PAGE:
Hello friends and family. It’s been about 3 weeks since my last blog update, so I figured it’s time to give an update to you all whom I haven’t spoken personally with. The last several weeks I’ve been on my normal twice-per-week clinic schedule at the hospital. I show up at 7am for blood and urine draw, then I wait around until 10:00 for my Dr. appointment to go over lab results.
If you’ve been reading my blog since surgery, you’ll know that the most important lab result is the creatinine level in blood. Creatinine is a protein that’s released by your muscles. Healthy kidneys filter most of this out of your system and into your urine. Unhealthy kidneys leave some of this creatinine in your bloodstream. Don’t be confused – creatinine isn’t a dangerous toxic thing – it’s just a very convenient way to measure your kidney function. The lower your creatinine level, the healthier your kidneys are. Anyway, a healthy kidney’s creatinine reading is 0.6 to 1.2 mg/dl. (This is basically a measurement). A transplanted kidney ideally should be around 1.5.
The lowest I got to was 1.6 – that was about 3 weeks ago. Since then it has risen to the 1.8 range, and that’s where it’s at now. It’s been consistently 1.8 for the past couple of weeks, so that’s looking like my baseline number for right now. This could improve (or regress) in the future, but for now it’s a decent number and it’s good that I’m below the 2.0 threshold. For the first month or so after surgery I was in the mid 2’s – that prompted a biopsy to see what was wrong. After they did find some rejection going on, I went on a 10 day treatment to stop the rejection. That is when my level dropped to 1.6. In the past 3 or 4 weeks I’ve slightly risen to 1.8 – and have been hanging right there for a couple of weeks now. My immunosuppressant medication dosage does affect my creatinine level – if it’s too high it makes creatinine go higher. They’ve been lowering my dosage and things seem to have leveled out.
Anyway, that’s the tedious numbers game – now I’ll get to how my actual life is going. Good news is, I started back to work this past week! It was great to get back in the office and use my brain again. Initially I was concerned I would be worn out during the day – because in the 6 weeks after surgery that I was off work, I wasn’t sleeping very well at night, and was taking frequent naps during the day. As it turns out, I’ve been sleeping great this past week since I’ve started work! I’ve felt great at work during the day, and sleeping great at night. I’ve been getting 7-9 hours each night, which is unheard of since surgery. It’s almost as if I have my normal life back. That’s a good sign!
One side effect, my transplanted kidney area has been slightly sore this week. I let my doctor know about it, he said to just take it easy and not overdo it. He’s not concerned about infection or any other issues as my numbers look fine. I’m assuming that the slight discomfort is from actually moving around more, which is a good thing for getting stronger in recovery. I’m not doing any heavy lifting or anything strenuous, I’m just up and walking around more, driving more, etc… it’s not too strenuous but it’s a lot different than sitting on a recliner all day. So hopefully this new normal routine of working will make me stronger.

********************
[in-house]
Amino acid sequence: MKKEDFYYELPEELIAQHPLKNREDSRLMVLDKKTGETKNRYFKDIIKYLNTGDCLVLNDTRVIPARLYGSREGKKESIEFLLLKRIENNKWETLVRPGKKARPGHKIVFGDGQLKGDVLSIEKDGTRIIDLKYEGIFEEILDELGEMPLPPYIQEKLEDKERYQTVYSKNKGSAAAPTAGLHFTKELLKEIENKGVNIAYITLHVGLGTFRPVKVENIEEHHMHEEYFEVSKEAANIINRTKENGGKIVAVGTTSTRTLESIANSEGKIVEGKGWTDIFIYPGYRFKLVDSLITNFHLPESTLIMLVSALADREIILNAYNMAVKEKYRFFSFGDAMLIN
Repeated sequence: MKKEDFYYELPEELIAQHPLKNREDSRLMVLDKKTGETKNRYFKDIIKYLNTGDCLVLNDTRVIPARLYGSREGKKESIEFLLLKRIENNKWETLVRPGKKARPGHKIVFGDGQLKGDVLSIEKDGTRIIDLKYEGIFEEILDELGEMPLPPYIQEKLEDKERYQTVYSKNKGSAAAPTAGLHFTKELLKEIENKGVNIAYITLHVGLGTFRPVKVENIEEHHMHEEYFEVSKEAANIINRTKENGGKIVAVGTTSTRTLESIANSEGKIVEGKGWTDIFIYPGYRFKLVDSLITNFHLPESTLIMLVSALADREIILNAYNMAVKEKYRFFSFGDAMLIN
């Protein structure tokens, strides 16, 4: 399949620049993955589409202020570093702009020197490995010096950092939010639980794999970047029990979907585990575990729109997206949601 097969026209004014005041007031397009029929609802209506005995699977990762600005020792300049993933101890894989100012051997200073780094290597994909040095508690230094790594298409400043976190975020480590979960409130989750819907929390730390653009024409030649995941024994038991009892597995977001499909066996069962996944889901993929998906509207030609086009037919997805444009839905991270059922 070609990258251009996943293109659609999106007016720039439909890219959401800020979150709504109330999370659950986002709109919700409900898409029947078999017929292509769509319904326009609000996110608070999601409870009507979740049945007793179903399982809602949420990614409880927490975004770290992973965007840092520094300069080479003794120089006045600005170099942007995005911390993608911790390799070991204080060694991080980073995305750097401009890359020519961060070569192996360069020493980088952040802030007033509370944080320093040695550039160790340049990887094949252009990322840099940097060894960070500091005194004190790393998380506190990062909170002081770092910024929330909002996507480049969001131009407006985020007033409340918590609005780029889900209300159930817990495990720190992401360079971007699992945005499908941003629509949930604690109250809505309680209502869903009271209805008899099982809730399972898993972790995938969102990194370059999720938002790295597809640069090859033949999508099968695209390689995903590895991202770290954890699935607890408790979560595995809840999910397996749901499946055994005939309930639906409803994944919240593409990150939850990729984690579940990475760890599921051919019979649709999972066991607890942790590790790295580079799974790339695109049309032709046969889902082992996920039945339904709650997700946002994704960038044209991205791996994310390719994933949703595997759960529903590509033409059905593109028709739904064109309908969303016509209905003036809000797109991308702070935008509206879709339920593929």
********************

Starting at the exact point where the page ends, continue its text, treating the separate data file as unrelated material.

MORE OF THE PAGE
I’m to the point now where I need to plan my Spring and Summer of further recovery and getting stronger. Since I’ve been home from hospital in the past 3 or 4 weeks, I’ve been doing 30 minutes of exercise each day. Now, when I say exercise, I basically mean “moving around” haha. I’m still not allowed to lift any more than 10 lbs, so real weightlifting is out of the question. I do have small 10 lb dumbbells that I use though. I do the normal dumbbell exercises, but will do like 20 reps with the low weight. It’s better than nothing – but does keep me moving. I also either walk or ride my spin bike every day. I do a brisk 30 minute walk now that it’s finally starting to warm up a little (what a crappy COLD Spring we’ve had so far!) … or if it’s too cold out I’ll ride my spin bike in the living room. I don’t do any heavy sprints or high resistance or anything, just basic pedaling with little resistance – but still it’s exercise – which counts for something in recovery. Anyway I plan on upping my intensity and frequency little by little as time goes on this Spring, and by summer I’m hoping to be able to start jogging and riding my bike outside. (I’m afraid to ride a real bike outside right now – all the bumps in the road may be a little too rough on my kidney area right now). We’ll see how that progression goes.
All in all I’m pretty satisfied with how things are going. I’ve had a few hiccups along the way, but nothing that couldn’t be handled. I’m determined to continue with my next steps of recovery, and taking care of myself as best I can along the way. Thank you for reading and caring!
(April 21, 2018)